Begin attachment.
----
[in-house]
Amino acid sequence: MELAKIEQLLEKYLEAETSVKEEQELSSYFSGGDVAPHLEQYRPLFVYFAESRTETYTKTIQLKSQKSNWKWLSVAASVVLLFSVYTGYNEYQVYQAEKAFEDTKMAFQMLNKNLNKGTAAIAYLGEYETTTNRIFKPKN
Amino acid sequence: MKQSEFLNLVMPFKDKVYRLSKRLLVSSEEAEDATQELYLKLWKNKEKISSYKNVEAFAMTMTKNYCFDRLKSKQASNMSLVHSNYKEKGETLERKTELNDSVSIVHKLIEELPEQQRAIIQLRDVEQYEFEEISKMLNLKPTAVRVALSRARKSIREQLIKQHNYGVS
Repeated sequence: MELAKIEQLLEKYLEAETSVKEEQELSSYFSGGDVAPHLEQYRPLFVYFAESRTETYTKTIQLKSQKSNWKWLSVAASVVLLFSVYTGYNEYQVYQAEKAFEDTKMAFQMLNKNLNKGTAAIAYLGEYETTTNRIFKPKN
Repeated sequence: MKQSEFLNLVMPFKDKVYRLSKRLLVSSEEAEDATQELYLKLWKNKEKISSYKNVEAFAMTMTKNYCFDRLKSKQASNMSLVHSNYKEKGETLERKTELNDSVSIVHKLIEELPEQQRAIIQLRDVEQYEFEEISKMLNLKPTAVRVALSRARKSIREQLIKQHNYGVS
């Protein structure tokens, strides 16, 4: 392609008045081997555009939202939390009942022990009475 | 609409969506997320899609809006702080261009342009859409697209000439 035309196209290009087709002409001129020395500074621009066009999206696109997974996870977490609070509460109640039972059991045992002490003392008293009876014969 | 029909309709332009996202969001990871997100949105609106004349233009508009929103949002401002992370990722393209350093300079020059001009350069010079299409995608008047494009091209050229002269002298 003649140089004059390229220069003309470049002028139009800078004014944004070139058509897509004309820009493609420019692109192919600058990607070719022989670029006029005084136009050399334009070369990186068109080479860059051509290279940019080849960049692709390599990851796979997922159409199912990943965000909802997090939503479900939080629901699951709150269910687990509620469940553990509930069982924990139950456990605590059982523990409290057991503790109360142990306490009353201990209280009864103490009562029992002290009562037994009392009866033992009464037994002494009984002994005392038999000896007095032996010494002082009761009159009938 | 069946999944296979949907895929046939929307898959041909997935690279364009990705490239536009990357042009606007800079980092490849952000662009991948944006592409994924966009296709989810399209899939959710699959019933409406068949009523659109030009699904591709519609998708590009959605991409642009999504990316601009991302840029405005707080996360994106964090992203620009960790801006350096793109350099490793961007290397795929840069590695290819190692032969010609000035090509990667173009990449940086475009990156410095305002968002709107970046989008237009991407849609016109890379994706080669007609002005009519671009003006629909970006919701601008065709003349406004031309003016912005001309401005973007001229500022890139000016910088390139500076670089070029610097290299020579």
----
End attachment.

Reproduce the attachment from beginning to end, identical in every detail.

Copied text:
[in-house]
Amino acid sequence: MELAKIEQLLEKYLEAETSVKEEQELSSYFSGGDVAPHLEQYRPLFVYFAESRTETYTKTIQLKSQKSNWKWLSVAASVVLLFSVYTGYNEYQVYQAEKAFEDTKMAFQMLNKNLNKGTAAIAYLGEYETTTNRIFKPKN
Amino acid sequence: MKQSEFLNLVMPFKDKVYRLSKRLLVSSEEAEDATQELYLKLWKNKEKISSYKNVEAFAMTMTKNYCFDRLKSKQASNMSLVHSNYKEKGETLERKTELNDSVSIVHKLIEELPEQQRAIIQLRDVEQYEFEEISKMLNLKPTAVRVALSRARKSIREQLIKQHNYGVS
Repeated sequence: MELAKIEQLLEKYLEAETSVKEEQELSSYFSGGDVAPHLEQYRPLFVYFAESRTETYTKTIQLKSQKSNWKWLSVAASVVLLFSVYTGYNEYQVYQAEKAFEDTKMAFQMLNKNLNKGTAAIAYLGEYETTTNRIFKPKN
Repeated sequence: MKQSEFLNLVMPFKDKVYRLSKRLLVSSEEAEDATQELYLKLWKNKEKISSYKNVEAFAMTMTKNYCFDRLKSKQASNMSLVHSNYKEKGETLERKTELNDSVSIVHKLIEELPEQQRAIIQLRDVEQYEFEEISKMLNLKPTAVRVALSRARKSIREQLIKQHNYGVS
């Protein structure tokens, strides 16, 4: 392609008045081997555009939202939390009942022990009475 | 609409969506997320899609809006702080261009342009859409697209000439 035309196209290009087709002409001129020395500074621009066009999206696109997974996870977490609070509460109640039972059991045992002490003392008293009876014969 | 029909309709332009996202969001990871997100949105609106004349233009508009929103949002401002992370990722393209350093300079020059001009350069010079299409995608008047494009091209050229002269002298 003649140089004059390229220069003309470049002028139009800078004014944004070139058509897509004309820009493609420019692109192919600058990607070719022989670029006029005084136009050399334009070369990186068109080479860059051509290279940019080849960049692709390599990851796979997922159409199912990943965000909802997090939503479900939080629901699951709150269910687990509620469940553990509930069982924990139950456990605590059982523990409290057991503790109360142990306490009353201990209280009864103490009562029992002290009562037994009392009866033992009464037994002494009984002994005392038999000896007095032996010494002082009761009159009938 | 069946999944296979949907895929046939929307898959041909997935690279364009990705490239536009990357042009606007800079980092490849952000662009991948944006592409994924966009296709989810399209899939959710699959019933409406068949009523659109030009699904591709519609998708590009959605991409642009999504990316601009991302840029405005707080996360994106964090992203620009960790801006350096793109350099490793961007290397795929840069590695290819190692032969010609000035090509990667173009990449940086475009990156410095305002968002709107970046989008237009991407849609016109890379994706080669007609002005009519671009003006629909970006919701601008065709003349406004031309003016912005001309401005973007001229500022890139000016910088390139500076670089070029610097290299020579």